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I am working on an application that has many functional parts.

When a customer buys the application, he buys the standard functionality, but he can also buy some additional elements of the application for an additional price. All of the elements are part of the same application executable. A license key is used to indicate which of the elements should be accessible in the application.

Some of the elements can be easily disabled if the user didn't pay for it. These are typically the modules that you can access via the application's menu.

However, some elements give more problems:

  • What if a part of the data model is related to an optional part? Do I build up these data structures in my application so the rest of my application can just assume they're always there? Or do I don't build them, and add checks in the rest of may application?
  • What if some optional part is still useful to perform some internal tasks, but I don't want to expose it to the user externally?
  • What if the marketing responsible wants to make a standard part now an optional part? In all of my application I assume that that part is present, but if it becomes optional, I should add checks on it everywhere in the application.

I have some ideas on how to solve some of the problems (e.g. interfaces with dual implementations: one working implementation, and one that is activated if the optional part is not activated).

Do you know of any patterns that can be used to solve this kind of problem? Or do you have any suggestions on how to handle this licensing problem?

Thanks.

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You are asking at least three questions here: 1. How to design data structures that could reference parts not available in all clients. 2. How to design an application to sometimes hide functionality but still keep it available (the easiest of the three questions, just customize the GUI only). 3. How to communicate correctly with marketing so that they don't promise something that is technically prohibitively expensive because it doesn't match the design. –  Joris Timmermans Sep 12 '12 at 10:27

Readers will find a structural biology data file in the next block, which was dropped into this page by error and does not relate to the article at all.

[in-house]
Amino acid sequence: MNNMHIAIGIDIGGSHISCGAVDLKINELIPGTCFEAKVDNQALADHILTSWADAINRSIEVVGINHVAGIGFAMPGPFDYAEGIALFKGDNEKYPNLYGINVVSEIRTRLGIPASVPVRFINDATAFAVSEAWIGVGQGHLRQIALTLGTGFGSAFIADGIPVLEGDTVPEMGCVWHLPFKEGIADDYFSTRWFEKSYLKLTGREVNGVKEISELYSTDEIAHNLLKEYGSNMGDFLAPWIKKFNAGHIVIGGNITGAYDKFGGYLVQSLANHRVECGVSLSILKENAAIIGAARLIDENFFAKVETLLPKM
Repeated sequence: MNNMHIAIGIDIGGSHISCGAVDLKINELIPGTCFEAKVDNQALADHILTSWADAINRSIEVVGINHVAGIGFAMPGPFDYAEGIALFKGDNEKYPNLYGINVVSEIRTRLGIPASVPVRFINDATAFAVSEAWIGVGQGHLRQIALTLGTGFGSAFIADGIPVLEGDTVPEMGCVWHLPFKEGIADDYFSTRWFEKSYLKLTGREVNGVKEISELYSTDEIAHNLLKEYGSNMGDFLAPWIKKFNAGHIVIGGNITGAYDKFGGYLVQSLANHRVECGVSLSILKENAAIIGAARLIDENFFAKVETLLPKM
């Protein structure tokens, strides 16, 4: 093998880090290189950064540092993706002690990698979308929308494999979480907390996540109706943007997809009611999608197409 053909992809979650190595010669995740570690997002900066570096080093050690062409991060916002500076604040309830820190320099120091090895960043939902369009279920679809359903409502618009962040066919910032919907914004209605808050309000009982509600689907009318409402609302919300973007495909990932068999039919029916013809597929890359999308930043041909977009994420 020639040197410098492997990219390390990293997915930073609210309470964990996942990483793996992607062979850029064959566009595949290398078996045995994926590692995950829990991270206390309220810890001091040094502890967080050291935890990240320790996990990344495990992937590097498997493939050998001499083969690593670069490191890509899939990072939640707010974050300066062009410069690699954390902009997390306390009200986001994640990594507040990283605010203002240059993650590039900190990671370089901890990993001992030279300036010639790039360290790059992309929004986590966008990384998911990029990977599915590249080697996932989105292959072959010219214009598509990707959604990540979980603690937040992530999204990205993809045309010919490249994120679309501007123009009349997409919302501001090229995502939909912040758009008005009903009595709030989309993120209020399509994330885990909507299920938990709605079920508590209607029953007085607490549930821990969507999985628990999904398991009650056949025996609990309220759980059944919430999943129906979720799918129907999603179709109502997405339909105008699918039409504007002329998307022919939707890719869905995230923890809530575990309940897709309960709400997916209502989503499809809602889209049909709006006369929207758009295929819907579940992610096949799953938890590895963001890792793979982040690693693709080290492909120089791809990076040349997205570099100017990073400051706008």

3 Answers 3

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Actually, I am in a very similar position, managing the development of a product with a likewise license model, and a core database shared by different functions in our software.

What if a part of the data model is related to an optional part? Do I build up these data structures in my application so the rest of my application can just assume they're always there? Or do I don't build them, and add checks in the rest of may application?

I don't know your product, but in ours we deliver always the full data model. A data model per se (or any part of it) is no useful product function for any of our customers - a useful function is a process or operation on that data, which is part of the applications code. So we toggle the functionality only there. Also consider that a normalized data model tends to provide the same data for different functionalities.

What if some optional part is still useful to perform some internal tasks, but I don't want to expose it to the user externally?